Hereford’s Mappa Mundi

Mappa-mundi Hereford cathedral

After seeing Kilpeck church, we decided to make one more visit before heading back north.  We drove into Hereford to see the Hereford Mappa Mundi at Hereford Cathedral.  It is exhibited very effectively: before you enter the room with the map, there are a series of panels that prepare you for what might otherwise be an unenlightening encounter, given the map’s strange appearance to the modern eye.

In fact, I found the map made a lot of sense (though you wouldn’t be advised to use it to navigate anywhere).  Once  you adjusted to the known world mapped as a circle, with East at the top and Jerusalem in the centre, the various places depicted were, very roughly, in the right place, even if the outlines of coasts and the shapes of landmasses was rather odd. The other salient factor is that this is not only a map of the world in the geographical sense, but also of the medieval mind.  It reflects how thirteenth-century scholars interpreted the world in spiritual terms with Jerusalem at the centre of the world and the Garden of Eden in a circle at the edge of the world, and how they imagined distant lands to be populated with strange creatures.

Great Britain is drawn at the northwestern border (bottom left).  Strangely, the labels for Africa and Europe are reversed, with Europe inscribed in red and gold as ‘Africa’, and vice-versa. Superimposed are drawings of significant places or events in history and marvels of the natural world: cities and towns, Biblical events, plants, animals, birds and strange creatures, and images from classical mythology.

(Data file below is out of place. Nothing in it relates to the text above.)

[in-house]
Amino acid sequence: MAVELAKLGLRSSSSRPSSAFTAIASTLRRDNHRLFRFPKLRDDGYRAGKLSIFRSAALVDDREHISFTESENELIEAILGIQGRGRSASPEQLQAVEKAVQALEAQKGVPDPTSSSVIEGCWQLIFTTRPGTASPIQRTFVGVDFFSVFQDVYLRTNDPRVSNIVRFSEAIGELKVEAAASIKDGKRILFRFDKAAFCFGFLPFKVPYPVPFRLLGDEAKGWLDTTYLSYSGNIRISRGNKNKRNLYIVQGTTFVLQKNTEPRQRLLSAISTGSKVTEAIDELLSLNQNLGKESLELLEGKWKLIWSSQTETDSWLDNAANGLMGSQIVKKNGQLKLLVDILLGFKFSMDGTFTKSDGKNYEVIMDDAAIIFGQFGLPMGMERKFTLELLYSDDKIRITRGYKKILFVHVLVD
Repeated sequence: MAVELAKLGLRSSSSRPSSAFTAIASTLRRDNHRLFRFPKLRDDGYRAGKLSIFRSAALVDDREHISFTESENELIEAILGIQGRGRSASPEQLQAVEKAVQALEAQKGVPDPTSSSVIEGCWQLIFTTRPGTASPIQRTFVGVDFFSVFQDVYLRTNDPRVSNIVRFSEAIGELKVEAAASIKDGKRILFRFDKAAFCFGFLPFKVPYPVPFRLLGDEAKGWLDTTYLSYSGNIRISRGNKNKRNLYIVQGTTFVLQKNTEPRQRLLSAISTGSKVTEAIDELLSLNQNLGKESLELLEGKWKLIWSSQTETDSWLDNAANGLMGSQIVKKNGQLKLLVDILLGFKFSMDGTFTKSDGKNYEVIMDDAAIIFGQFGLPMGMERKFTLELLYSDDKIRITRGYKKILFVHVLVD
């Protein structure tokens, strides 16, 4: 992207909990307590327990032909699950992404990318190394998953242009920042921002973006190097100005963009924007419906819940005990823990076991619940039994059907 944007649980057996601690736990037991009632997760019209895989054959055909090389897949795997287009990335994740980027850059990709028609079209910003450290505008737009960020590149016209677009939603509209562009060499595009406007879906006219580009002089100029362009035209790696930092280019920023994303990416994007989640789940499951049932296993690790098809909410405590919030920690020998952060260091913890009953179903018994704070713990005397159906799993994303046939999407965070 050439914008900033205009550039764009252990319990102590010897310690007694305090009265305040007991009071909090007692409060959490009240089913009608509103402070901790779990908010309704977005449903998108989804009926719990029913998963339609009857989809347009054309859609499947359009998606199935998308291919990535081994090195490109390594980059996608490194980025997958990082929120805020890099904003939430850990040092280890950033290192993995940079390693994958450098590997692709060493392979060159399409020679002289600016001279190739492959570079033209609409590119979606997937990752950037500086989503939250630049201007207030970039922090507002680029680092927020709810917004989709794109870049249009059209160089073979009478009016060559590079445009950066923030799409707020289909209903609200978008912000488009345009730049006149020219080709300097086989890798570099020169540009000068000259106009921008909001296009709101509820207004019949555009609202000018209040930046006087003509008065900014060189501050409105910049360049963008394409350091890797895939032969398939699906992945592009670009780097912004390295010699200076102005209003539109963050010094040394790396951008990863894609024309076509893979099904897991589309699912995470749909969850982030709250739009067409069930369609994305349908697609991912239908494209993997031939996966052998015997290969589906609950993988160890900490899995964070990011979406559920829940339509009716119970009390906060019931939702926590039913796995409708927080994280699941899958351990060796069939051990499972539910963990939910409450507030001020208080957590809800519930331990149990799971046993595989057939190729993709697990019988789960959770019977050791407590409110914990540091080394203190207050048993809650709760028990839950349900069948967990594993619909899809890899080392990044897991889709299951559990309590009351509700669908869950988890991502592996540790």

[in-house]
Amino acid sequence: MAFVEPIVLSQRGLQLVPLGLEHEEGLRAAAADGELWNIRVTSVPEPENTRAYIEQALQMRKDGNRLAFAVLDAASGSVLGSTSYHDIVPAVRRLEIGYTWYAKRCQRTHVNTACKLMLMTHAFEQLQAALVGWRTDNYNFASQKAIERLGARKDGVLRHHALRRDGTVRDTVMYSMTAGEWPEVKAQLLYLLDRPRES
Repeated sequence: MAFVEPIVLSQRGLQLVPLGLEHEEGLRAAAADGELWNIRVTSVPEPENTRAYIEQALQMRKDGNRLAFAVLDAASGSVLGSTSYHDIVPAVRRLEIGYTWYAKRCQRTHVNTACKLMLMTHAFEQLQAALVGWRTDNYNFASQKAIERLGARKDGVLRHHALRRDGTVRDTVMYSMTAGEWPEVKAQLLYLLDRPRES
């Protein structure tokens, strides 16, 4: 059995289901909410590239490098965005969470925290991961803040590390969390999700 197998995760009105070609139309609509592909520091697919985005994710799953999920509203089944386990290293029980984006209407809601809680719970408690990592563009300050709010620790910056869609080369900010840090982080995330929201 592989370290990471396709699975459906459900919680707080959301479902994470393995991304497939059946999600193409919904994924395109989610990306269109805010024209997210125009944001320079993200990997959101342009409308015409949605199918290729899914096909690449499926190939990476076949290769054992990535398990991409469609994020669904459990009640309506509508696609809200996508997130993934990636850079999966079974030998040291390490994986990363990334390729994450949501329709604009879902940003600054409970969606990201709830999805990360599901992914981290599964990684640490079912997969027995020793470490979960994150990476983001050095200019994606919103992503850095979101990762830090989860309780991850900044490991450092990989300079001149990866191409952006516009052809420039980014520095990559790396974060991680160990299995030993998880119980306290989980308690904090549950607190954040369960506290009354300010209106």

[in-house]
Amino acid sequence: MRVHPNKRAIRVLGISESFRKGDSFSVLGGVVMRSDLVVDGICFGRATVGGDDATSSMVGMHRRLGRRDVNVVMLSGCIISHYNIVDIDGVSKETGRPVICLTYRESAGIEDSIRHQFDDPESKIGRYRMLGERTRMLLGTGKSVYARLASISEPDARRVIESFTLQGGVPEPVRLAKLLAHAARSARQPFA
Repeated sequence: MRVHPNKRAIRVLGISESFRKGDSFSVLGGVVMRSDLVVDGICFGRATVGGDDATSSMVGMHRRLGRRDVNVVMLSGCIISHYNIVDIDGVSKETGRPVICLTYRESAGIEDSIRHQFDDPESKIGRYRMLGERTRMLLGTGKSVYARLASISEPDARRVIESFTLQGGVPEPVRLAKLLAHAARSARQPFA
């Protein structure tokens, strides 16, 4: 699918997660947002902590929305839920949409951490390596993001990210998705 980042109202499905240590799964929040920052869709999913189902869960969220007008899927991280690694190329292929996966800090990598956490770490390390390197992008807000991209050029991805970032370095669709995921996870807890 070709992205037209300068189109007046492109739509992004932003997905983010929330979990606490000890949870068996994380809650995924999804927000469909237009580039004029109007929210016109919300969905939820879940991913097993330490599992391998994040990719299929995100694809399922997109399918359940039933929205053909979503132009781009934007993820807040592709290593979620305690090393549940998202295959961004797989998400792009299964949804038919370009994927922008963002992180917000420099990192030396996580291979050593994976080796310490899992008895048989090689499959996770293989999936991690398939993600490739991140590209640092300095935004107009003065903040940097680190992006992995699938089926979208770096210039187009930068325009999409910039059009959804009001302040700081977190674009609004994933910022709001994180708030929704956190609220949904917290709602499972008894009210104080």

The map is illustrated with images of mythological creatures, including the Sciapod (above, left), who sheltered himself from the heat of the sun with his single enormous foot, and dog-heads (above, right).  The lack of knowledge about what actually lay in the interior of distant lands was to be satirised by Jonathan Swift in 1733:

So geographers, in Afric maps
With savage pictures fill their gaps
And o’er uninhabitable downs
Place elephants for want of towns

At the top of the map Christ is depicted sitting at the Day of Judgement. To His Right and Left angels summon the blessed and turn away the unrepentant. Among the chosen is a king wearing a crown and a bishop with his mitre.

The map was probably made at the end of the 13th century.  It bears the name of its author, Richard of Haldingham or Lafford (the old names of the parishes of Holdingham in Lincolnshire). Richard made a point of featuring Lincoln, his home ground, very prominently. He was probably the designer and director of the Map, rather than a scribe, a man educated in the use of Norman French.  There is no record of it at Hereford until 1682, when a researcher came across it in the Cathedral Library (entry to the Mappa Mundi exhibition also allows the visitor to view the world’s largest surviving Chained Library, containing over 1,500 rare books dating from the 8th to the 19th centuries).

Christopher de Hamel, a leading authority on medieval manuscripts, has said of the Mappa Mundi:

It is without parallel the most important and most celebrated medieval map in any form, the most remarkable illustrated English manuscript of any kind, and certainly the greatest extant thirteenth-century pictorial manuscript.

Maps like the Mappa Mundi were produced in great numbers throughout the medieval period in workshops dedicated to that purpose. A number of monks would have worked under a master such as Richard of Haldingham, making numerous copies of this and other manuscripts used by the Church for tuition.

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